Auto motives

In separate incidents over a 48-hour period in March, a fuming Spring Hill, Tenn., man fired about 90 rounds from an AK-47 point-blank into his car alongside a major highway after it died on him, and another man was turned down at the courthouse in Knoxville, Tenn., when he applied for a marriage license to make his 1996 Mustang his bride, following a depressing split with his girlfriend.

Grading on a curl

England's Plymouth University announced in March that it would offer an "academically rigorous" bachelor's degree in surfing beginning in September. The degree will be known formally as Surf Science and Technology and will offer research opportunities in surfboard, wetsuit and accessory design, and furnish to society not only surfers and product developers but organizers of surfing events.

Force of nature

In March, more than a thousand police officers in India completed a 10-day retreat at which they practiced traditional Vippasana meditation, with top officers lauding the session as a way to prevent brutality on the job. Said one newly mellow cop who had completed the program, "Today I bear no malice or ill will to anyone." In addition to 12 hours of meditation and introspection each day, the retreat required total silence, no sex and a regimen of fruit and cereals.

Poultry dilemmas

In December, the Kirkwood, Mo., home of Dennis and Bonnie Miller suffered extensive fire damage when the turkey they tried to deep-fry on a grill for Christmas burned a hole in the pot and ignited a propane cylinder. And in February, Canadian fugitive Allen Charles White-quill, 42, on the lam for two years on murder charges, was captured in Carrizozo, N.M., during a burglary when he attempted to cook a frozen turkey in an office microwave oven. (He badly undercooked it and became sick, and when he sought a restroom, he accidentally locked the door behind him and could not get out before police arrived.)

Urge overkill

In March, former Fairfax County, Va., school principal Anthony M. Rizzo Jr., 62, escaped with a hung jury on charges that he had repeatedly raped a 10-year-old girl in the 1980s. The jury had not been allowed to know one fact about Rizzo: In 1998 he had won a permanent disability retirement from the state of Virginia, worth three times what ordinary retirement is worth, with the "disability" being a "psychosexual disorder" that makes him unable to supervise females without also trying to force sex on them. (At the time Rizzo was fighting for the disability, he was also denying the claims of eight female former co-workers who said they were victims of Rizzo's "disorder." )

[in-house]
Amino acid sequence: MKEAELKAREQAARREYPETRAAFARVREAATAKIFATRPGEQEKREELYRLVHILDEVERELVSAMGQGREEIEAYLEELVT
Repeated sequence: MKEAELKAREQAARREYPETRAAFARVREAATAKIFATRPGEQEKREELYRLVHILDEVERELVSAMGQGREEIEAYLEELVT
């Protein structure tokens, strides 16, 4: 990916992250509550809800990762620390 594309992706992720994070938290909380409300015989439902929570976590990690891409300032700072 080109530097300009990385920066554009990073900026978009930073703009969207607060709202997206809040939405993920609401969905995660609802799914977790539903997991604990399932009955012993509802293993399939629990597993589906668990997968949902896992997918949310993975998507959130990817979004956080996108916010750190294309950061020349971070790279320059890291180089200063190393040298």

A head for business

Charlie Smith, 45, told authorities in Austin, Texas, in February that he might plead guilty to crimes in connection with a yearlong series of scams that bilked people out of more than $1 million, but that he wanted people to know he wasn't a bad person. He told the Austin American-Statesman that his nearly lifelong urge to rip people off traces back to a day in 1969 when his car slipped off of the jack while he was working on it, landing on him, cracking his skull and changing him morally.

Chemical brothers

Richard Davis, 51, defending his bankruptcy filing in London, England, in March, said it was a nasal decongestant by Novartis Pharmaceuticals that made him extravagant and irrational. And Gregory DeLozier, 35, explaining the attempted murder charge against him in Trenton, N.J., said in January that it was the sediment from a bottle of iced tea he drank that produced the weird side effects that made him stab his wife.

Fired up

Fired up

In March, the city of Yenshui, Taiwan, held a fireworks show to commemorate stamping out the plague bacteria by fire more than 100 years ago. Villagers wearing bulky, protective clothing stand in front of the fireworks, which this year consisted of bottle rockets, hoping to be hit by the missiles, which would bring good luck. Apparently some of the rockets exploded only after hitting the bulky clothing, creating serious injuries to about 30 lucky people.

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